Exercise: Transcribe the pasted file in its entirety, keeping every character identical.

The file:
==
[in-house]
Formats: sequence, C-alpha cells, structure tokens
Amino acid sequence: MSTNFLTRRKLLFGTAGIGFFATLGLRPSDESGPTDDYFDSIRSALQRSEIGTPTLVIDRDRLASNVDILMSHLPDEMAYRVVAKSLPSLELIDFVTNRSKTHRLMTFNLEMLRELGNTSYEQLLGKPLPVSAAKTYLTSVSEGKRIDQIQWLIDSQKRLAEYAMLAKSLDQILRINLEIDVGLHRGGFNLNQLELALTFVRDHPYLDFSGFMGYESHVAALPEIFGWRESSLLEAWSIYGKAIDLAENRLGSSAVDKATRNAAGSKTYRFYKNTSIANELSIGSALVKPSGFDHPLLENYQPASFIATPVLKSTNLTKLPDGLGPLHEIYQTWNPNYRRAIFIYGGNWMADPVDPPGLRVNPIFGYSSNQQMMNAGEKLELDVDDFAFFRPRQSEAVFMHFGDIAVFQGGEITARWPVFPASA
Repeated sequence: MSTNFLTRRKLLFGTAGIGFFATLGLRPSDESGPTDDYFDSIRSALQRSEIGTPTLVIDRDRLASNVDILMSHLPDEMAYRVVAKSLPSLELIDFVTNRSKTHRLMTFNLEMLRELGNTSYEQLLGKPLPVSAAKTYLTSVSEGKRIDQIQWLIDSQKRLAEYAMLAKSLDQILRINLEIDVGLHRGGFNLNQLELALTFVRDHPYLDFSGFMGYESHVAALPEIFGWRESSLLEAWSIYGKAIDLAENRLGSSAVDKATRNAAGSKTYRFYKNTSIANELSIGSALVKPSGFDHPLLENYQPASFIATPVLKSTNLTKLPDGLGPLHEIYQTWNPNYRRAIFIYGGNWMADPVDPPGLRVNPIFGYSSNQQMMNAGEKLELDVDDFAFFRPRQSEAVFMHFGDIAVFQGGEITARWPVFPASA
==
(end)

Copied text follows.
[in-house]
Formats: sequence, C-alpha cells, structure tokens
Amino acid sequence: MSTNFLTRRKLLFGTAGIGFFATLGLRPSDESGPTDDYFDSIRSALQRSEIGTPTLVIDRDRLASNVDILMSHLPDEMAYRVVAKSLPSLELIDFVTNRSKTHRLMTFNLEMLRELGNTSYEQLLGKPLPVSAAKTYLTSVSEGKRIDQIQWLIDSQKRLAEYAMLAKSLDQILRINLEIDVGLHRGGFNLNQLELALTFVRDHPYLDFSGFMGYESHVAALPEIFGWRESSLLEAWSIYGKAIDLAENRLGSSAVDKATRNAAGSKTYRFYKNTSIANELSIGSALVKPSGFDHPLLENYQPASFIATPVLKSTNLTKLPDGLGPLHEIYQTWNPNYRRAIFIYGGNWMADPVDPPGLRVNPIFGYSSNQQMMNAGEKLELDVDDFAFFRPRQSEAVFMHFGDIAVFQGGEITARWPVFPASA
Repeated sequence: MSTNFLTRRKLLFGTAGIGFFATLGLRPSDESGPTDDYFDSIRSALQRSEIGTPTLVIDRDRLASNVDILMSHLPDEMAYRVVAKSLPSLELIDFVTNRSKTHRLMTFNLEMLRELGNTSYEQLLGKPLPVSAAKTYLTSVSEGKRIDQIQWLIDSQKRLAEYAMLAKSLDQILRINLEIDVGLHRGGFNLNQLELALTFVRDHPYLDFSGFMGYESHVAALPEIFGWRESSLLEAWSIYGKAIDLAENRLGSSAVDKATRNAAGSKTYRFYKNTSIANELSIGSALVKPSGFDHPLLENYQPASFIATPVLKSTNLTKLPDGLGPLHEIYQTWNPNYRRAIFIYGGNWMADPVDPPGLRVNPIFGYSSNQQMMNAGEKLELDVDDFAFFRPRQSEAVFMHFGDIAVFQGGEITARWPVFPASA